Maternally and naturally acquired antibodies to Mannheimia haemolytica and Pasteurella multocida in beef calves
The dynamics and duration of maternally derived antibodies as well as the onset of acquired immunity against Mannheimia haemolytica and Pasteurella multocida in range-pastured beef calves were investigated. Two groups of unvaccinated cattle were used in this study. Serum antibody responses were measured by enzyme-linked immunoassay for antibodies of the IgG1, IgG2 and IgM isotypes binding M. haemolytica whole cells (WC) or leukotoxin (LKT) and P. multocida outer membrane proteins (OMPs). Comparisons of mean antibody responses to M. haemolytica LKT and WC and P. multocida OMPs were made within each group. Maternally derived antibodies against M. haemolytica and P. multocida reached lowest levels at 30–90 days after birth. Calves began production of antibodies against M. haemolytica and P. multocida between 60 and 90 days of age in both groups. Based on the results of this study, in beef herds vaccinated against M. haemolytica and/or P. multocida, it may be best to vaccinate calves around 3 months of age. In contrast, beef calves from unvaccinated herds might benefit from vaccination at 4 months of age.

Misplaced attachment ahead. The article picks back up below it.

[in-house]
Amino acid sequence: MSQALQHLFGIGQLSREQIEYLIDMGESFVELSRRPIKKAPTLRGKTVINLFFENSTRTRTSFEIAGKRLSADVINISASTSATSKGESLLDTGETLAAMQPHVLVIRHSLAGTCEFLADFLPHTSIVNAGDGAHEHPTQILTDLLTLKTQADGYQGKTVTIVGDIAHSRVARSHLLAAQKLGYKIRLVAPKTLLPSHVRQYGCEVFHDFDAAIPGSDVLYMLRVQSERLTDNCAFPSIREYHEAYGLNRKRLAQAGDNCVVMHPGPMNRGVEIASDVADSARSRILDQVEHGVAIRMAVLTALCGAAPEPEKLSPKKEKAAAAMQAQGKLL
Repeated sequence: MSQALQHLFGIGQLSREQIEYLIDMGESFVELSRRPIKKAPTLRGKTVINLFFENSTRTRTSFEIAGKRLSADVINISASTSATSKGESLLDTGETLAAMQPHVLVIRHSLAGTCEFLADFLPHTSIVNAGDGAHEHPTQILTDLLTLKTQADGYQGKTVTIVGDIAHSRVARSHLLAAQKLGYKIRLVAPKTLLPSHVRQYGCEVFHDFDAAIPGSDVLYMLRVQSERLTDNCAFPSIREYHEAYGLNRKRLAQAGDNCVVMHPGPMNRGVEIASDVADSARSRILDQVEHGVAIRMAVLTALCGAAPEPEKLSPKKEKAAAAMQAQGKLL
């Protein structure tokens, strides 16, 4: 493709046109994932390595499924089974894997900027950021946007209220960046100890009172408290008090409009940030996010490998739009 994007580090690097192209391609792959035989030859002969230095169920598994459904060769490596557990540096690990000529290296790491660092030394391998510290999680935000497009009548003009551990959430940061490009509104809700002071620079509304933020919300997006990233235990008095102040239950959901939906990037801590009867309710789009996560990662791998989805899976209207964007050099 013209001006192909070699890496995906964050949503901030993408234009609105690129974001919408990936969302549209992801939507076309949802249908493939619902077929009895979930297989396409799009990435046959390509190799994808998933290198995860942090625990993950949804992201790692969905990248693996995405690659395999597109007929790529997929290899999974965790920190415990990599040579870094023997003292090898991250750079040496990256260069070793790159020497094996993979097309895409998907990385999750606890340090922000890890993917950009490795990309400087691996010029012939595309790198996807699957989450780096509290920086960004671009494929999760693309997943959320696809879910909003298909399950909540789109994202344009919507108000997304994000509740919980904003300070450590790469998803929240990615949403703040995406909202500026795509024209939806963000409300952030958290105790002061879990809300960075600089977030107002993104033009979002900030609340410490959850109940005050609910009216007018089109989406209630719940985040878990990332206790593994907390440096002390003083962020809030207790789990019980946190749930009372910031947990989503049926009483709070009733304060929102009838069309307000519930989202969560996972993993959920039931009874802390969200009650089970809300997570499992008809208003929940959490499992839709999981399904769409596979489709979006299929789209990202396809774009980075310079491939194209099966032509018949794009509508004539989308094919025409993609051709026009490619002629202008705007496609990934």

Maria E. Prado, Tulio Prado, M. Payton, and AW Confer. "Maternally and naturally acquired antibodies to Mannheimia haemolytica and Pasteurella multocida in beef calves" Veterinary Immunology and Immunopathology 111.3-4 (2006): 301-307.
Available at: http://works.bepress.com/tulio_prado/7